Are you familiar with garage liability insurance? Depending on the type of business that you’re involved with, than you already may have come across it before. If not, then you may be surprised to learn that there’s more to it than meets the eye. In this guide, we’ll take a look at this form of commercial insurance, who needs it, and how and why it’s a necessity.
One of the first points to consider is that this is a more widespread or common form of insurance than you may imagine. There are many different types of businesses and industries where this is either required or recommended.
This begins with automobile dealerships. Auto dealers are required to carry numerous forms of commercial insurance, such as dealer bonds, as well as garage liability. With the latter, business owners are essentially covered in the combined areas of general liability and automotive insurance. In other words, they’re protected against bodily injury and property damage as a result of a vehicle accident.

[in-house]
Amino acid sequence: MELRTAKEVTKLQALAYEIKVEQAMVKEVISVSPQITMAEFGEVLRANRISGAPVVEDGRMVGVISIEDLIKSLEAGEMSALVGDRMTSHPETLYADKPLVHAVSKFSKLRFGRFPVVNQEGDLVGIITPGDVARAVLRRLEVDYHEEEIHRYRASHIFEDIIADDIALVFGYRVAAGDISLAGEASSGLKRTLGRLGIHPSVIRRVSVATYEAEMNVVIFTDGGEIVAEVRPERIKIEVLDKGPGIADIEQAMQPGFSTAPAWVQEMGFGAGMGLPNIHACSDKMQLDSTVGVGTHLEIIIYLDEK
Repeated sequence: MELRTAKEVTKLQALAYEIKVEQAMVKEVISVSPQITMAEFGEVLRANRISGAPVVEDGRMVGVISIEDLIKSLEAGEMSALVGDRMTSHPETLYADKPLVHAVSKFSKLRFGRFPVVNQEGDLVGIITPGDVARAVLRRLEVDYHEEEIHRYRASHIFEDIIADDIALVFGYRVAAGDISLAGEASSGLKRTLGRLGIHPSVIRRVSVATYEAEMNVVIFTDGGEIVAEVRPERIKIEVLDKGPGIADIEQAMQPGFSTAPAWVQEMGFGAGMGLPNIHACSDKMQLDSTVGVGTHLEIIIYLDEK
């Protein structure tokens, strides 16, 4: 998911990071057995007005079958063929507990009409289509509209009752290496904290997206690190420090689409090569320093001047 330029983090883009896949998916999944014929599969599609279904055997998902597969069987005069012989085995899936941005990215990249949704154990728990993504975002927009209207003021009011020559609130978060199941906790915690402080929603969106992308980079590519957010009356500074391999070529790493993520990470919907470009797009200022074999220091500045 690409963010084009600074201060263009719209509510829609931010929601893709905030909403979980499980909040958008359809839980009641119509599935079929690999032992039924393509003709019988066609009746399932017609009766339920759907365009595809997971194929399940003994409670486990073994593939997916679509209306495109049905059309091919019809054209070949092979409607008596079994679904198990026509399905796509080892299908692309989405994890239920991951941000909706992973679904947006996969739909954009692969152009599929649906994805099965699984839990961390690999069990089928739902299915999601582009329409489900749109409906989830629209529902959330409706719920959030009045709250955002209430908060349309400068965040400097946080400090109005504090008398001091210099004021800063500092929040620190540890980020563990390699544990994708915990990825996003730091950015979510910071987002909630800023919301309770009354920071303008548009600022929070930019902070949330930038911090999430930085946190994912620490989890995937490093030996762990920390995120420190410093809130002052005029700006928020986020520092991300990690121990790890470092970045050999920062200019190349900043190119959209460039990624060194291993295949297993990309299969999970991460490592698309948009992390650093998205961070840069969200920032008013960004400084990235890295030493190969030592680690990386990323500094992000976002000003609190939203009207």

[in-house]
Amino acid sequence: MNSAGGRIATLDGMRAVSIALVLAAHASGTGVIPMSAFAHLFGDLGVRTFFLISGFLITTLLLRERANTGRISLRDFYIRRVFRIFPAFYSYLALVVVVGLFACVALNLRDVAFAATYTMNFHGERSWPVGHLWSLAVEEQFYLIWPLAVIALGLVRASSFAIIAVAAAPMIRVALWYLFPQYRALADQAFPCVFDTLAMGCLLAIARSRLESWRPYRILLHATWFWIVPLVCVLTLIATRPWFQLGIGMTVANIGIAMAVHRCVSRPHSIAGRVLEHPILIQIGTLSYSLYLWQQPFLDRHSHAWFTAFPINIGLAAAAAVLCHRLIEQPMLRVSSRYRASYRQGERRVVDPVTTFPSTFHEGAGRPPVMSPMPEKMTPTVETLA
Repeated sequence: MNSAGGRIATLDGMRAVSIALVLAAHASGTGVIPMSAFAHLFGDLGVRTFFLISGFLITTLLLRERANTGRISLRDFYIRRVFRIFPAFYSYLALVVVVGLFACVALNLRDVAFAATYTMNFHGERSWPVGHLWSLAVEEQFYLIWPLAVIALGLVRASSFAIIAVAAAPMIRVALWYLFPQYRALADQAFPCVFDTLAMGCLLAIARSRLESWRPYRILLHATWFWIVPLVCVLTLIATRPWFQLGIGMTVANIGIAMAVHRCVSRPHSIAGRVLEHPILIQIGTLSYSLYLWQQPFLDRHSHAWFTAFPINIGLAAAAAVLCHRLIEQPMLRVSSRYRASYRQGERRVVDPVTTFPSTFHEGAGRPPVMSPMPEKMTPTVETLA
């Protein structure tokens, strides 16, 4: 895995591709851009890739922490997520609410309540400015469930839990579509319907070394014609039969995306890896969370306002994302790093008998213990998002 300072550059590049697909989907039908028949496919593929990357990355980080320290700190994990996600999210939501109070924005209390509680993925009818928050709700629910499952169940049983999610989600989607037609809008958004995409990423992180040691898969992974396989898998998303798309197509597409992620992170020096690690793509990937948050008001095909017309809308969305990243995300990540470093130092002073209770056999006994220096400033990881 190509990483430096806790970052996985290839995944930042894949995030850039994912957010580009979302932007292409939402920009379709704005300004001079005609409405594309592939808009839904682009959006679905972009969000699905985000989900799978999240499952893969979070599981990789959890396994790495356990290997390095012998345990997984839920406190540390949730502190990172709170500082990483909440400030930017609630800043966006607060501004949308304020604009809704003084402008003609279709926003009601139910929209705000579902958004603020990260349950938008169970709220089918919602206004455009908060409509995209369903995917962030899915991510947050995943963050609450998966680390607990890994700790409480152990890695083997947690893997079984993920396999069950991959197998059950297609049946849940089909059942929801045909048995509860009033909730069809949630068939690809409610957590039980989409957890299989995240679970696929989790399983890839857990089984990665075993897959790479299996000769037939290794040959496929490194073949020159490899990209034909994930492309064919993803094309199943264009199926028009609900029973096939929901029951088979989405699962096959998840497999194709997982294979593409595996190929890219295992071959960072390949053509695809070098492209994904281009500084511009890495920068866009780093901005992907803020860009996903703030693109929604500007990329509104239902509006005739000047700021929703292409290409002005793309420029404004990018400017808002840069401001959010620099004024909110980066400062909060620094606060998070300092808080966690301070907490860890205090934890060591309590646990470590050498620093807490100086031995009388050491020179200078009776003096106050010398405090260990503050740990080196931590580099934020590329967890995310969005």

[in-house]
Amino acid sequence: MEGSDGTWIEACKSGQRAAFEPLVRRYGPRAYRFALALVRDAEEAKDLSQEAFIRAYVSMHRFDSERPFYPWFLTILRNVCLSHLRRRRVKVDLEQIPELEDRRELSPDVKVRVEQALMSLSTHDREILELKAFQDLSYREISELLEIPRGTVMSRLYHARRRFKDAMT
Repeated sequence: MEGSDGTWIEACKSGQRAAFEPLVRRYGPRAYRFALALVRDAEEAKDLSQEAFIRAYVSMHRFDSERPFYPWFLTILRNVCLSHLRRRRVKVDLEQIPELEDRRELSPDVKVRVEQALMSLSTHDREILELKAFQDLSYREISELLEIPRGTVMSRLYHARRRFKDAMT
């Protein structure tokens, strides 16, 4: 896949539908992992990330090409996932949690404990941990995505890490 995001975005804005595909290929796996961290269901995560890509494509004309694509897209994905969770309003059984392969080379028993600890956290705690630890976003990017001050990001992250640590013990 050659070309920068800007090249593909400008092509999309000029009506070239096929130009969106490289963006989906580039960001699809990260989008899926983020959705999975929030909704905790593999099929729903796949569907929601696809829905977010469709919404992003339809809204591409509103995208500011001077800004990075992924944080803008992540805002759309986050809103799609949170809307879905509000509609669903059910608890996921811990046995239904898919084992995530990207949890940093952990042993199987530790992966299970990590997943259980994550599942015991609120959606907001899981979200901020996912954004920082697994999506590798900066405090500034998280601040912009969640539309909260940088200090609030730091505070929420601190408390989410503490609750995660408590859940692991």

Beyond the world of automobile dealerships, as we mentioned, there are also many other businesses which are served by garage liability coverage. This list includes essentially any type of business where a customer’s or client’s car may be left on-site, and either moved or serviced by the business. In practice, this list includes everything from valet services and parking garages to quick lube and tire change facilities, auto repair and body shops, car washes, and so forth.
What this does not cover is what’s separately known as “garagekeepers” insurance. This portion of the puzzle is what protects your business against any actual damage to the vehicle itself. You don’t want to fall into the trap of believing that you are already protected against this only to find out at the worst time that you’re actually not covered. It’s any business owner’s nightmare.
Another important note to remember is that the specific requirements for garage liability will vary from state to state. In a state such as Florida, different automobile dealer licenses have different minimum coverage levels, for instance. In depends on the type of license you’re carrying, and this type of stipulation is common in other states across the country as well.
Of course, it’s always essential to work with an experienced, licensed insurance professional in your state or local area. He or she will be familiar with the local regulations and requirements, and should be able to help you smoothly navigate the matter while finding the right deal and the right policy.
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